Israel tapped U.S. Secretary of State John Kerry's phone while he was negotiating for a ceasefire in the Middle-East. Der Spiegel reported on Sunday, Aug 3, that Israeli intelligence secretly listened to what Kerry spoke over the phone.
According to the German news weekly, another intelligence eavesdropped while Kerry negotiated for an end of violence in the battling region in Asia. This information may seem ironical as it is the U.S. intelligence which has recently been accused of eavesdropping major national leaders' phones. Now that Israel pays back U.S. in its own coin, the situation may get edgier between Israel and the United States. According to Spiegel, the relation between the two countries, which are known as allies, has already been "tense" lately. The eavesdropping incident apparently took place in 2013 when Kerry was involved in an unsuccessful peace negotiation in the Middle-East.
Kerry used two types of phones during his conversation. While he used encrypted phones, he also used standard phones which were tapped by Israeli spies, according to reports. Israel apparently "used" the information it got from Kerry's conversations during the peace negotiations. Kerry is a major force behind the international initiative to bring peace in Israel and Palestine. Israel started its offensive on July 8 and managed to kill 1,650 Palestinians so far. Hamas, which - according to Israel and several Western nations - is a terrorist organisation, killed 65 Israelis.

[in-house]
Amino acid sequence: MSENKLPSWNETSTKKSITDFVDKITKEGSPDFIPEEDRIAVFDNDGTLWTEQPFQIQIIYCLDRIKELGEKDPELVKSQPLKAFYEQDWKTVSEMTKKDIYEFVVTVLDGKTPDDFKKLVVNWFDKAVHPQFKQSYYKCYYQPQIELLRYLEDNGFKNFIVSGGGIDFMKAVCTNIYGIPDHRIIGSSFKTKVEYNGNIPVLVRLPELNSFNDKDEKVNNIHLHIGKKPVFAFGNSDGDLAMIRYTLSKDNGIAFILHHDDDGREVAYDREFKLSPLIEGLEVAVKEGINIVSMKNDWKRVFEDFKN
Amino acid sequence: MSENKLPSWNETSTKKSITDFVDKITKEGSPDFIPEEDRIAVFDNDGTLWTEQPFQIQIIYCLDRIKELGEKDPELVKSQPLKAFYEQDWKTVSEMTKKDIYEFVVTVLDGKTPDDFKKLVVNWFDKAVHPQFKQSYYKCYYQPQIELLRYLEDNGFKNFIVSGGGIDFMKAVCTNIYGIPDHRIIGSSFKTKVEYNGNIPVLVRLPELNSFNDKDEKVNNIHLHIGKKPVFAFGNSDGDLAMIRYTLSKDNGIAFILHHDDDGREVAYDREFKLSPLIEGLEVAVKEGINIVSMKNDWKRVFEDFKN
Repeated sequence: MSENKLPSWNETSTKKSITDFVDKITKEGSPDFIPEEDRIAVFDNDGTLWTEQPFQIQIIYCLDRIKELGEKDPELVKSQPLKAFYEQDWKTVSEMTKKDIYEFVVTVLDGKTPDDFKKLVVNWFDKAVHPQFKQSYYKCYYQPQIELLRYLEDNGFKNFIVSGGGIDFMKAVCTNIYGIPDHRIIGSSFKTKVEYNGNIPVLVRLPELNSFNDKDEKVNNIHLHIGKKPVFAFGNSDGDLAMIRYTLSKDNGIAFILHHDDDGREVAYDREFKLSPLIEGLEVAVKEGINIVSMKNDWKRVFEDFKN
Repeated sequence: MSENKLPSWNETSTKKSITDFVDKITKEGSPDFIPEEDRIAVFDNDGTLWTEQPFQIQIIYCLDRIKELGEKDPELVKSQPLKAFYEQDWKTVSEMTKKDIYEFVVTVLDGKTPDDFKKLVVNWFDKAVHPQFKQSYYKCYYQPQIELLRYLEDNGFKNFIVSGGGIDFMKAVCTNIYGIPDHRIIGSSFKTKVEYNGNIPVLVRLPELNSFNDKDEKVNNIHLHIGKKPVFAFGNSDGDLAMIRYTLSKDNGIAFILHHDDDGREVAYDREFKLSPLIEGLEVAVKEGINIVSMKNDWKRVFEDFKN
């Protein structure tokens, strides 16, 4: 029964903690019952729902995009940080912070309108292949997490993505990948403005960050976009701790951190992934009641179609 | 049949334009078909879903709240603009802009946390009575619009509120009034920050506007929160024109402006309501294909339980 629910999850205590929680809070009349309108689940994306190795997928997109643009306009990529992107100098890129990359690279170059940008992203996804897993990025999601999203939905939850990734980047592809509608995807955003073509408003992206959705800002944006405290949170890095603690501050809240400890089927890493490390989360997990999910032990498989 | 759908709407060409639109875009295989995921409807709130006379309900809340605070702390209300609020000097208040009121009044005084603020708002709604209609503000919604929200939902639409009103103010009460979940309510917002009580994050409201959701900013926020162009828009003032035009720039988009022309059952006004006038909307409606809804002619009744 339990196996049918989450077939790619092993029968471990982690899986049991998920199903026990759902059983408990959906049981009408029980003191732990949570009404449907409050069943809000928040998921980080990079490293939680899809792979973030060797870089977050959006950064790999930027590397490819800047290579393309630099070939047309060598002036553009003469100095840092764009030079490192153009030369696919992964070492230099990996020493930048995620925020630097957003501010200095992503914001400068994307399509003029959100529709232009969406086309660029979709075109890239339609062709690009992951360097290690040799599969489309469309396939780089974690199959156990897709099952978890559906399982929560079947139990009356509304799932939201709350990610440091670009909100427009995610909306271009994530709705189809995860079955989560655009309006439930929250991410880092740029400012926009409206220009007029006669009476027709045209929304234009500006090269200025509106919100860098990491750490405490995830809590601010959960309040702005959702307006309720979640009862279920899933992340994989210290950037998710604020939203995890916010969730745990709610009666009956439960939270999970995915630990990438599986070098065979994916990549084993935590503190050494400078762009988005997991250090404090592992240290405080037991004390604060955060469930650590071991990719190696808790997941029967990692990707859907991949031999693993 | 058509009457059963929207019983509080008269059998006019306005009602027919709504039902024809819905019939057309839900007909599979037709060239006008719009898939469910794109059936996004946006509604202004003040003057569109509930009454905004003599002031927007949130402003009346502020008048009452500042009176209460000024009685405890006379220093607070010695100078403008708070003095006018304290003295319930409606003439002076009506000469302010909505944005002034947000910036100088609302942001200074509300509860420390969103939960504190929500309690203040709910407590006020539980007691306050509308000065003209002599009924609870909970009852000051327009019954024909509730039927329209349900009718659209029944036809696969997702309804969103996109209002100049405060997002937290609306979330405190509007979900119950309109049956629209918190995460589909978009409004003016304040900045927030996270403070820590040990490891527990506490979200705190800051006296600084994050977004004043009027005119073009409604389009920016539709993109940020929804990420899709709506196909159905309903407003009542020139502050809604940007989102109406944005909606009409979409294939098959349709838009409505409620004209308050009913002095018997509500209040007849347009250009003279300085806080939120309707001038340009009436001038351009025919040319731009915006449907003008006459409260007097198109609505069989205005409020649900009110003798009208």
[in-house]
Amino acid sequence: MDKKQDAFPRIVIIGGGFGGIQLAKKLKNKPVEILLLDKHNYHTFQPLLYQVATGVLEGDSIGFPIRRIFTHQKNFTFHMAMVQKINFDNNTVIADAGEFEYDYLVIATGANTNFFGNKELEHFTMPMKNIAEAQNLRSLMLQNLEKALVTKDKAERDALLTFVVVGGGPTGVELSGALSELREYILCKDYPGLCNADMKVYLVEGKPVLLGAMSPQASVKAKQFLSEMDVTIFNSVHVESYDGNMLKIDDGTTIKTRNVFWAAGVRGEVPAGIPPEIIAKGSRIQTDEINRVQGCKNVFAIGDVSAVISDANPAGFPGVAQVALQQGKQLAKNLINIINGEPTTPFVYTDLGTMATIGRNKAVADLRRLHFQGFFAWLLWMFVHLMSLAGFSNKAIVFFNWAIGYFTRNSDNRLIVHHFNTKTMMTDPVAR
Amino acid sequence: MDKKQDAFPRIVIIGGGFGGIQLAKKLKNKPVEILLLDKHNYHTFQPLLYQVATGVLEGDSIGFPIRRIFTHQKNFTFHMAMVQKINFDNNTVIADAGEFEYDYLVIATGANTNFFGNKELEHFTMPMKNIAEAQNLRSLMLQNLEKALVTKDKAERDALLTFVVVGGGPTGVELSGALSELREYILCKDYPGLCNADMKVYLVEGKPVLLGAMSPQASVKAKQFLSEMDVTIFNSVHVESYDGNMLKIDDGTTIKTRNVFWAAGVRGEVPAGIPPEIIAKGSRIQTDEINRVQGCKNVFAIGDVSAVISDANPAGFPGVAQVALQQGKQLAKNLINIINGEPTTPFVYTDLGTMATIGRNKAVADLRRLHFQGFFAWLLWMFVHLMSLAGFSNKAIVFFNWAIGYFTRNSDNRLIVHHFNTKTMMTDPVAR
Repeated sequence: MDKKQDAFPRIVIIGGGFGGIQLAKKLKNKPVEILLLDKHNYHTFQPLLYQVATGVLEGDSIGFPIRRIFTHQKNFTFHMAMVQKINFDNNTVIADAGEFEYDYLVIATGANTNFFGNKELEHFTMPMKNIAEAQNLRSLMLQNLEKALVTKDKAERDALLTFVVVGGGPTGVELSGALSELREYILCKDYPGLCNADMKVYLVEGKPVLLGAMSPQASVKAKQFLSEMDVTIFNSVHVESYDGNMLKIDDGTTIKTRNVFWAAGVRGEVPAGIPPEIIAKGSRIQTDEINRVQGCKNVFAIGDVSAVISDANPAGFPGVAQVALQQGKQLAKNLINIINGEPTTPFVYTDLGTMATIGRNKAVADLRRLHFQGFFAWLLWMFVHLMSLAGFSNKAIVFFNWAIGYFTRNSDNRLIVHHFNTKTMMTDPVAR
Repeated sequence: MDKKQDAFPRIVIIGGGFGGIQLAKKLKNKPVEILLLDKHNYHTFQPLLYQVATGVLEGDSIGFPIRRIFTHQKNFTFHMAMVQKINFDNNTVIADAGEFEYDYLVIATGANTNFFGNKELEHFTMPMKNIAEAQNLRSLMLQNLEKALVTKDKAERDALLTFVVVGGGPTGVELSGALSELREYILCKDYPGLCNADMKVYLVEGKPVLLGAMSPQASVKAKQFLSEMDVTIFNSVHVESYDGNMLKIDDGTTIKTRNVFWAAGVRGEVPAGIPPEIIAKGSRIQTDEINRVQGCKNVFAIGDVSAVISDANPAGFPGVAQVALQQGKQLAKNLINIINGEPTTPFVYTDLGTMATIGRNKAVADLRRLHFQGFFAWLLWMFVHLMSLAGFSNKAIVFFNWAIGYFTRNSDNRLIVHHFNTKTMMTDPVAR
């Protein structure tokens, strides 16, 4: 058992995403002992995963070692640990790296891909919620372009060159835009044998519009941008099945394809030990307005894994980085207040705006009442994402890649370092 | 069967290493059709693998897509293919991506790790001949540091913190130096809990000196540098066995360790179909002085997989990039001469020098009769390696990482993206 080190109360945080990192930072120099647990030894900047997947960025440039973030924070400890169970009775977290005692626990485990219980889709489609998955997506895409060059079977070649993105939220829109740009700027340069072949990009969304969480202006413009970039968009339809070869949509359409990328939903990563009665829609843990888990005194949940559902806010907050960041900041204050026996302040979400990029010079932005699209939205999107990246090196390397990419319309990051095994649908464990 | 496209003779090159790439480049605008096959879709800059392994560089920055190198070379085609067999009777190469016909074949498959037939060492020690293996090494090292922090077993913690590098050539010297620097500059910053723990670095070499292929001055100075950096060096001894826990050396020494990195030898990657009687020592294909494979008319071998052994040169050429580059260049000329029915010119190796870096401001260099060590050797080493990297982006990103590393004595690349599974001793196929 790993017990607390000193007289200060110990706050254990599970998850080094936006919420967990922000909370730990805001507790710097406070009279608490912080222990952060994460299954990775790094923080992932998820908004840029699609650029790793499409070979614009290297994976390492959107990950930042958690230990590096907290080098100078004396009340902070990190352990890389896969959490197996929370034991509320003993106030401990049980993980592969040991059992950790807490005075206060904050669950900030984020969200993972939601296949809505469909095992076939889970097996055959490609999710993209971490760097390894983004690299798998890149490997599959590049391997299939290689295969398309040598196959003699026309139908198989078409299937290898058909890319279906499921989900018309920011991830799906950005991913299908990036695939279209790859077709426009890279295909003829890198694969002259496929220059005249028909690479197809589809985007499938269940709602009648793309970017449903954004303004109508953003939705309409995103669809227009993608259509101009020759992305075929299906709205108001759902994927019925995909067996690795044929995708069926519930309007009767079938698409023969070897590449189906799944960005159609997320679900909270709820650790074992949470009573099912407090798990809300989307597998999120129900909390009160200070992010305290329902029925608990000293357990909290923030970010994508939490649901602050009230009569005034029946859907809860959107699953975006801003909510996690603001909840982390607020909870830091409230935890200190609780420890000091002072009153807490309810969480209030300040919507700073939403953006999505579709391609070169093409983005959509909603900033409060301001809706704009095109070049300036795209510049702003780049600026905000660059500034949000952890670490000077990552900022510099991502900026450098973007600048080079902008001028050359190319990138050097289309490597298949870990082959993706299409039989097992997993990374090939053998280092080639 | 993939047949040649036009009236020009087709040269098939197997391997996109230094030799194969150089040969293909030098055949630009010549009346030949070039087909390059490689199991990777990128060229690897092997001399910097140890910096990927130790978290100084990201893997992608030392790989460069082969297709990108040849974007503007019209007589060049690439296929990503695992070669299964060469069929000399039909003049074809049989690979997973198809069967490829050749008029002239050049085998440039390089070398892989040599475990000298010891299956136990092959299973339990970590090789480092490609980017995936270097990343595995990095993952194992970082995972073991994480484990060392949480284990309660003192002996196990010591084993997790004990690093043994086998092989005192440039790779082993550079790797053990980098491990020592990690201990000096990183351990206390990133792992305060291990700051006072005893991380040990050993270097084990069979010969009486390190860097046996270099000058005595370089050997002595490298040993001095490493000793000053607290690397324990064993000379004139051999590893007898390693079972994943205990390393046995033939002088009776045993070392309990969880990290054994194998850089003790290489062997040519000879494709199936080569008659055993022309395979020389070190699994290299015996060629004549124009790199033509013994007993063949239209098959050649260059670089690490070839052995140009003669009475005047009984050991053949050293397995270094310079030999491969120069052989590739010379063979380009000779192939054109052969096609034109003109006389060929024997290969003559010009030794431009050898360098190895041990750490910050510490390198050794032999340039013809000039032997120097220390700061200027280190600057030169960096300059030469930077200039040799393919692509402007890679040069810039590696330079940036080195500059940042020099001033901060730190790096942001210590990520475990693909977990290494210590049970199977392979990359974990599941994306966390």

The relation between Israel and the United States seems to confuse many. While Kerry and his government has been highly criticised by Israel during the peace talks, some of the Israeli leaders have also asked Kerry to withdraw himself from peace negotiations. The U.S. government, on the other hand, continues to support Israel in several fields, politically and otherwise. The U.S. Congress voted on Friday, Aug 1, in favour of funding $225 million for Israel's missile defence force.
Initiating peace talks on one hand and funding Israeli missiles on another, the U.S. government may have its own reasons for both.
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